I, Thomas J. Farrell (born 1944), entered the Jesuit novitiate of the Missouri Province of the Society of Jesus in Denver, Colorado, in the fall of 1979. During my first year as a Jesuit novice, I made a 30-day directed retreat following the Spiritual Exercises of St. Ignatius, which is customary for Jesuit novices to make in their first year. In the summer of 1980, I and another Jesuit novice were sent to live temporarily at Loretto Heights College in Denver and assist in the mundane details of running Anthony de Mello's two workshops there.
During Workshop II, I sat in on Anthony de Mello's presentations. I sat in the back of the room and took notes, as I would have taken notes in a course. But I was not making a retreat, as the others in the room were.
Because Walter J. Ong, S.J. (1912-2003), refers occasionally to Anthony de Mello's work, I incorporated certain points from my following notes in my book Walter Ong's Contributions to Cultural Studies: The Phenomenology of the Word and I-Thou Communication (Cresskill, New Jersey, USA: Hampton Press, 2000, pages 97, 158, 161, 176, 183, 184, 185, 186, 188).
Under Pope John-Paul II, Joseph Cardinal Ratzinger issued an official "Notification Concerning the Writings of Father Anthony deMello, SJ" on June 24, 1998. Bill deMello reprints the entire text of the "Notification" and the accompanying "Explanatory Note" in an appendix in his book (pages 309-321).
Subsequently, however, church officials toned down Cardinal Ratzinger's "Notification" by agreeing to permit the publication of Anthony de Mello's books along with the following "Caution": "The books of Father Anthony de Mello were written in a multi-religious context to help the followers of other religions, agnostics and atheists in their spiritual search, and they were not intended by the author as manuals of instruction of the Catholic faithful in Christian doctrine or dogma" (quoted in Bill deMello, page 247). In my estimate, it is an understatement to say that he did not intend his books to be manuals of instruction in Christian doctrine or dogma.
In any event, with an audience of eighty-five registered Jesuit retreatants (and me) in Workshop II in July 1980, Anthony de Mello did not undertake to provide us with instruction in Christian doctrine or dogma, which he undoubtedly assumed we were familiar with already. With this caution in mind, I would urge anyone reading the following notes to take all of the statements recorded here with a grain of salt. I plucked these statements out of the air as Anthony de Mello spoke and recorded them to the best of my ability. But anyone reading the following notes should remember that I may not have understood everything he said, so that I may have misrepresented his thought in my notes. And Anthony de Mello is no longer alive and able to explain and defend his points.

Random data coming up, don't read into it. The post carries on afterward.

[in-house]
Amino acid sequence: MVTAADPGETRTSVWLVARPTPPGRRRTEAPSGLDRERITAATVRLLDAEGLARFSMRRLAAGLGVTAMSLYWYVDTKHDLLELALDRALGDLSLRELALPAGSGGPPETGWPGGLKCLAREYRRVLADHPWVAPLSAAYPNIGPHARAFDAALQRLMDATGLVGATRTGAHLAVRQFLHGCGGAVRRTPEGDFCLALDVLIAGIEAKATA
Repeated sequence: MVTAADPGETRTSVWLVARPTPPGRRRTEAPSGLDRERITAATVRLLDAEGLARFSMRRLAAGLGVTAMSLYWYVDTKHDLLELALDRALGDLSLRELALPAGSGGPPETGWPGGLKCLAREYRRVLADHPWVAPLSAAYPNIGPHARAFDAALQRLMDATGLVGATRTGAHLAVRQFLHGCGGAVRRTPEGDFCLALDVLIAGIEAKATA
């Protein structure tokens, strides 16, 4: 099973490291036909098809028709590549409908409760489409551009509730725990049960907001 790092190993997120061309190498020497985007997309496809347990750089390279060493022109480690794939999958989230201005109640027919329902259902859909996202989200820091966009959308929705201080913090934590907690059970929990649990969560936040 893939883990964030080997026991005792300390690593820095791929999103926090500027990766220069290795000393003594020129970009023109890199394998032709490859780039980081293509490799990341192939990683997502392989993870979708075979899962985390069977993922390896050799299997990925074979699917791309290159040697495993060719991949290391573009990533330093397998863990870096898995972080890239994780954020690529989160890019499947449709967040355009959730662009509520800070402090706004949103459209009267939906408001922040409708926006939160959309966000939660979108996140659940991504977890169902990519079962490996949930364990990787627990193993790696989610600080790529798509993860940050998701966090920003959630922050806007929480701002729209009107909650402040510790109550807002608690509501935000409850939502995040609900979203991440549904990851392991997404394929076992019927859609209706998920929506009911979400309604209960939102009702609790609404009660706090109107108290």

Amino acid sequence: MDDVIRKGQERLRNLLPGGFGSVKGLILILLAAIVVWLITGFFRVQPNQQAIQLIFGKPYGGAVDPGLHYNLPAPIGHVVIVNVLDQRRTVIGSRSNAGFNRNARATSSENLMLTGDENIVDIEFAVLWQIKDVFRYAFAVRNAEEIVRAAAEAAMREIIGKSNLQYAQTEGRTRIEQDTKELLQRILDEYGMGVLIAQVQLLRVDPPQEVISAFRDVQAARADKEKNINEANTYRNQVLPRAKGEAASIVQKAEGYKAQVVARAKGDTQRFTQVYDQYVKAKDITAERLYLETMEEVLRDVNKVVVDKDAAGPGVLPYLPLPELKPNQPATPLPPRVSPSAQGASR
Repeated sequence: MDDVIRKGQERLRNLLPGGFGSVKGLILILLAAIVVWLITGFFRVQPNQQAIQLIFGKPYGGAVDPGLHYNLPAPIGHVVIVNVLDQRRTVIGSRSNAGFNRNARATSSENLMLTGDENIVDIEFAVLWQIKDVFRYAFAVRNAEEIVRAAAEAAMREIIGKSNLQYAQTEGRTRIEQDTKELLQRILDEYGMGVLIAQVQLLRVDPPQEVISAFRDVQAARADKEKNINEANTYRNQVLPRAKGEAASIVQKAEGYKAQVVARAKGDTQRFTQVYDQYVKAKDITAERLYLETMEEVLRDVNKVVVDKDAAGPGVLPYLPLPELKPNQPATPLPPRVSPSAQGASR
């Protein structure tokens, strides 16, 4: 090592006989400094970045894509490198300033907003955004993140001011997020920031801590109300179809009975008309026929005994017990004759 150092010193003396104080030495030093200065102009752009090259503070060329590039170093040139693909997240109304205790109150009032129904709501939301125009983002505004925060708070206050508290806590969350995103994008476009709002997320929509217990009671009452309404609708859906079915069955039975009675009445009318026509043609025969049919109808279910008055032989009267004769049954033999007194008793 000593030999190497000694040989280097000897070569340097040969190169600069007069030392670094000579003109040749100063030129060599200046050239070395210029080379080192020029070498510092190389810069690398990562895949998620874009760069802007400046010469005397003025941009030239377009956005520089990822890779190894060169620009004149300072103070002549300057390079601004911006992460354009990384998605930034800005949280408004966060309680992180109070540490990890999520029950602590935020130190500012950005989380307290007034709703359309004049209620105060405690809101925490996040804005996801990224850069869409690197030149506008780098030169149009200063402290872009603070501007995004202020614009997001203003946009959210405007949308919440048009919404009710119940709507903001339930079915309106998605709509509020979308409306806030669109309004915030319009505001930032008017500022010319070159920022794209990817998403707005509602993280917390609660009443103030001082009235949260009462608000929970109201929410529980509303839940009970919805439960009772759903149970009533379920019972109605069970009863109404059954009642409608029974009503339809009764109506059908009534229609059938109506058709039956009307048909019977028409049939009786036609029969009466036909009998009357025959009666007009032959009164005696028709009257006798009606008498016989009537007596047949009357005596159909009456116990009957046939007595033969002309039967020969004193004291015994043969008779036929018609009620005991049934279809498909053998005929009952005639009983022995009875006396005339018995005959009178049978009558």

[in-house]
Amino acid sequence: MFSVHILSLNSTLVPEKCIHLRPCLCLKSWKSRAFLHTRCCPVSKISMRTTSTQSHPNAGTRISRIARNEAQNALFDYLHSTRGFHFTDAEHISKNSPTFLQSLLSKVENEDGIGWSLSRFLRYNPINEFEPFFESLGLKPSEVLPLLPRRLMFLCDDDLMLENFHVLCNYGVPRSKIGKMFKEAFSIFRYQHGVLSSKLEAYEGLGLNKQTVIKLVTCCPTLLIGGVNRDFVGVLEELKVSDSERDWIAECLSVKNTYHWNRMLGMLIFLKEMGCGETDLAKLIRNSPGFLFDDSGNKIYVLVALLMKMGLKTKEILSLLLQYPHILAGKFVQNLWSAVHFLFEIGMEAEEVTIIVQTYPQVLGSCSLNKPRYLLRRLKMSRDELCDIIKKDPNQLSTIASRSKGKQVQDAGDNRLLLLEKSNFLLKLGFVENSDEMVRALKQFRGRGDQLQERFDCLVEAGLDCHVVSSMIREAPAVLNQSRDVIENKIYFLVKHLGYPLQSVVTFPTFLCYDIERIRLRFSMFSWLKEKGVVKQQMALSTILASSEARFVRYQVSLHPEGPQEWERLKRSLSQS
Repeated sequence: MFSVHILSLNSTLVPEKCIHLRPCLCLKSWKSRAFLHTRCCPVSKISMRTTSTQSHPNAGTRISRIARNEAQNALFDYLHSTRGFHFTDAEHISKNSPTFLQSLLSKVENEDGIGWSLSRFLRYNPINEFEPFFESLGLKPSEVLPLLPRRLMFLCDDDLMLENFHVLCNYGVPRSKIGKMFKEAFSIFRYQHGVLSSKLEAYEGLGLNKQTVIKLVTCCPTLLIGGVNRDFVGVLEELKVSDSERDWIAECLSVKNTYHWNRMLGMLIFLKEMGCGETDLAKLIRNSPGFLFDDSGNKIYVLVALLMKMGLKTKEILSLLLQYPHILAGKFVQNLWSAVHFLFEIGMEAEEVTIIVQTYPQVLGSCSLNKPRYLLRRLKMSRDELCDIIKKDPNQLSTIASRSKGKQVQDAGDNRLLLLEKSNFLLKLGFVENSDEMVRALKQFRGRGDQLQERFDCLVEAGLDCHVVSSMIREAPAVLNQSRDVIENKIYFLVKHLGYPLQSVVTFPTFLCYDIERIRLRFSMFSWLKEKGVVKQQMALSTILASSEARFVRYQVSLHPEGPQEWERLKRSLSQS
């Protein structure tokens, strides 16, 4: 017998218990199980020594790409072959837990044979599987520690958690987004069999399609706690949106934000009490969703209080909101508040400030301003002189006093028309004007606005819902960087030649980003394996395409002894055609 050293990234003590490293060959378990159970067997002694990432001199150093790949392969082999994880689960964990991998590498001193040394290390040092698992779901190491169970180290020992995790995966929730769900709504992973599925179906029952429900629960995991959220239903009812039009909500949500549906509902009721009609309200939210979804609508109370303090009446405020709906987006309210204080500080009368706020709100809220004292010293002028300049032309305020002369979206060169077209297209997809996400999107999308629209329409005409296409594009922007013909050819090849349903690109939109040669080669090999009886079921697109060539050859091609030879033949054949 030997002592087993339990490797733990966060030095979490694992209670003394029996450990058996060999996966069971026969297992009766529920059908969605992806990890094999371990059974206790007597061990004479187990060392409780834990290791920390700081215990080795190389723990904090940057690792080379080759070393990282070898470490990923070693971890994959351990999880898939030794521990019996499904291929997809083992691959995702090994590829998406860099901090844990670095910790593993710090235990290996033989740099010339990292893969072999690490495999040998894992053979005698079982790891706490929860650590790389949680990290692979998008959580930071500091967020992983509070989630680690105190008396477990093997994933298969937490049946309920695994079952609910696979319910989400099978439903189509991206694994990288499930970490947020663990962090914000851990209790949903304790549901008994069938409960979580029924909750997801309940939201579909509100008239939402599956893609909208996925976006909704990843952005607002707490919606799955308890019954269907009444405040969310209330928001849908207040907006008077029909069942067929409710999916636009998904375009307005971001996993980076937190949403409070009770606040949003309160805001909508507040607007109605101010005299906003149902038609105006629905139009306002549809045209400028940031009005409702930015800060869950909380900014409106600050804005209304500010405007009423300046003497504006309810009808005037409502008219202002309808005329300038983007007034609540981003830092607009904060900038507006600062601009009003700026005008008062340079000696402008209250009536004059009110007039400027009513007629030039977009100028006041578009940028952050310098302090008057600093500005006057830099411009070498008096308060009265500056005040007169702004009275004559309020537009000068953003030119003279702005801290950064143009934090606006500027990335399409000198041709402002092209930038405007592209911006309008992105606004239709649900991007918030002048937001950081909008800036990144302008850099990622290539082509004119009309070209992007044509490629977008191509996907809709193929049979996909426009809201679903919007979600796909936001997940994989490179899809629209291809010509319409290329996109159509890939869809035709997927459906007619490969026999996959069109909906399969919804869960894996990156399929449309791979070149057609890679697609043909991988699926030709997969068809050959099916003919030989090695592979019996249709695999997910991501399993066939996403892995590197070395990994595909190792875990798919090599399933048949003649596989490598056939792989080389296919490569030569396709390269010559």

One further consideration strikes me as worth mentioning here. Bill deMello quotes one former Jesuit who had worked with Anthony de Mello as making the following observations: "Tony gave up "guiding' people on 30-day retreats and moved to "counseling' sessions -- he saw that the "fruit' of the Spiritual Exercises could not be savored in full because people were locked up in psychological problems and insecurities and were at emotional dead-ends. At that stage, they needed counseling (more than spirituality) to free them from these blocks (as evidenced by the testimony of so many) so that they could then more deeply drink of the waters of the Ignatian vision" (quoted on page 204).